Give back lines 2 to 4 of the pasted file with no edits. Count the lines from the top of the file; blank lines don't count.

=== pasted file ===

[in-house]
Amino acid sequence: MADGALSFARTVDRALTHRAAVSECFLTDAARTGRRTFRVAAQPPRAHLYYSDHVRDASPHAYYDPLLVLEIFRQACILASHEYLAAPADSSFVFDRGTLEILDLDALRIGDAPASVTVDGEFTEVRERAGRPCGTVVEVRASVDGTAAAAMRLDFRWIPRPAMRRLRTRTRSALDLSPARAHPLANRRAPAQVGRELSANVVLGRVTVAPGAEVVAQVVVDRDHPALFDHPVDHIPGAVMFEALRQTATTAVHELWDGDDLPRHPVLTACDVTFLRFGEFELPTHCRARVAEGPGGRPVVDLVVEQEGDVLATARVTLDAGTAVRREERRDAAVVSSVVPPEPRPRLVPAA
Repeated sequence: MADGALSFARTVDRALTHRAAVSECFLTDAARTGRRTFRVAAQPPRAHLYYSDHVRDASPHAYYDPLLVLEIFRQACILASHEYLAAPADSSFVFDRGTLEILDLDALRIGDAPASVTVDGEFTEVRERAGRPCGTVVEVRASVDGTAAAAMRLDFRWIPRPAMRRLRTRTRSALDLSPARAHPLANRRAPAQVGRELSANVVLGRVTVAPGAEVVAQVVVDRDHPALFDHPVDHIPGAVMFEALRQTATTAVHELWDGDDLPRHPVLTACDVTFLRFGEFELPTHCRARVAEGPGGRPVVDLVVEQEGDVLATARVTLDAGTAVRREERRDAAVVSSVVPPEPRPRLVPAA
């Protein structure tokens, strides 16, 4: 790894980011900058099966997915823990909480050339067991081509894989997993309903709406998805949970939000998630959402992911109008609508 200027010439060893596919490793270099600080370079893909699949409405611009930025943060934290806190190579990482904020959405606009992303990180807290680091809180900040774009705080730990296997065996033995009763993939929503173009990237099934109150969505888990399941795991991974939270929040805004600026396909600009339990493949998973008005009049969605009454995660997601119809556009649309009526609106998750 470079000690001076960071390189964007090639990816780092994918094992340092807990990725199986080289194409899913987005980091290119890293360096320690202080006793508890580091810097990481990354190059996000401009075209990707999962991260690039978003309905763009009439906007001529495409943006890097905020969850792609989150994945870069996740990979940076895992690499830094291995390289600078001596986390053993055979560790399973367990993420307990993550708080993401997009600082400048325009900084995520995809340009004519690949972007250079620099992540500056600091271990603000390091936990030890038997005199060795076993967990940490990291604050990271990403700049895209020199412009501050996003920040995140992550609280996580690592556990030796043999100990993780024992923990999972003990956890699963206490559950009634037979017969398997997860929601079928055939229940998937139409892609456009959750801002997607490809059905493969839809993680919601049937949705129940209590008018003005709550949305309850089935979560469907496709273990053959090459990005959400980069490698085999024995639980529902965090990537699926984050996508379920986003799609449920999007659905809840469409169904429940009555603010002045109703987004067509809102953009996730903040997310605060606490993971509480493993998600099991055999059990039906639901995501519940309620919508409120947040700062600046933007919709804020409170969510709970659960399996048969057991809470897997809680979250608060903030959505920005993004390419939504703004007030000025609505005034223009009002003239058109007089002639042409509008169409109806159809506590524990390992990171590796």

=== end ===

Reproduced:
Amino acid sequence: MADGALSFARTVDRALTHRAAVSECFLTDAARTGRRTFRVAAQPPRAHLYYSDHVRDASPHAYYDPLLVLEIFRQACILASHEYLAAPADSSFVFDRGTLEILDLDALRIGDAPASVTVDGEFTEVRERAGRPCGTVVEVRASVDGTAAAAMRLDFRWIPRPAMRRLRTRTRSALDLSPARAHPLANRRAPAQVGRELSANVVLGRVTVAPGAEVVAQVVVDRDHPALFDHPVDHIPGAVMFEALRQTATTAVHELWDGDDLPRHPVLTACDVTFLRFGEFELPTHCRARVAEGPGGRPVVDLVVEQEGDVLATARVTLDAGTAVRREERRDAAVVSSVVPPEPRPRLVPAA
Repeated sequence: MADGALSFARTVDRALTHRAAVSECFLTDAARTGRRTFRVAAQPPRAHLYYSDHVRDASPHAYYDPLLVLEIFRQACILASHEYLAAPADSSFVFDRGTLEILDLDALRIGDAPASVTVDGEFTEVRERAGRPCGTVVEVRASVDGTAAAAMRLDFRWIPRPAMRRLRTRTRSALDLSPARAHPLANRRAPAQVGRELSANVVLGRVTVAPGAEVVAQVVVDRDHPALFDHPVDHIPGAVMFEALRQTATTAVHELWDGDDLPRHPVLTACDVTFLRFGEFELPTHCRARVAEGPGGRPVVDLVVEQEGDVLATARVTLDAGTAVRREERRDAAVVSSVVPPEPRPRLVPAA
């Protein structure tokens, strides 16, 4: 790894980011900058099966997915823990909480050339067991081509894989997993309903709406998805949970939000998630959402992911109008609508 200027010439060893596919490793270099600080370079893909699949409405611009930025943060934290806190190579990482904020959405606009992303990180807290680091809180900040774009705080730990296997065996033995009763993939929503173009990237099934109150969505888990399941795991991974939270929040805004600026396909600009339990493949998973008005009049969605009454995660997601119809556009649309009526609106998750 470079000690001076960071390189964007090639990816780092994918094992340092807990990725199986080289194409899913987005980091290119890293360096320690202080006793508890580091810097990481990354190059996000401009075209990707999962991260690039978003309905763009009439906007001529495409943006890097905020969850792609989150994945870069996740990979940076895992690499830094291995390289600078001596986390053993055979560790399973367990993420307990993550708080993401997009600082400048325009900084995520995809340009004519690949972007250079620099992540500056600091271990603000390091936990030890038997005199060795076993967990940490990291604050990271990403700049895209020199412009501050996003920040995140992550609280996580690592556990030796043999100990993780024992923990999972003990956890699963206490559950009634037979017969398997997860929601079928055939229940998937139409892609456009959750801002997607490809059905493969839809993680919601049937949705129940209590008018003005709550949305309850089935979560469907496709273990053959090459990005959400980069490698085999024995639980529902965090990537699926984050996508379920986003799609449920999007659905809840469409169904429940009555603010002045109703987004067509809102953009996730903040997310605060606490993971509480493993998600099991055999059990039906639901995501519940309620919508409120947040700062600046933007919709804020409170969510709970659960399996048969057991809470897997809680979250608060903030959505920005993004390419939504703004007030000025609505005034223009009002003239058109007089002639042409509008169409109806159809506590524990390992990171590796």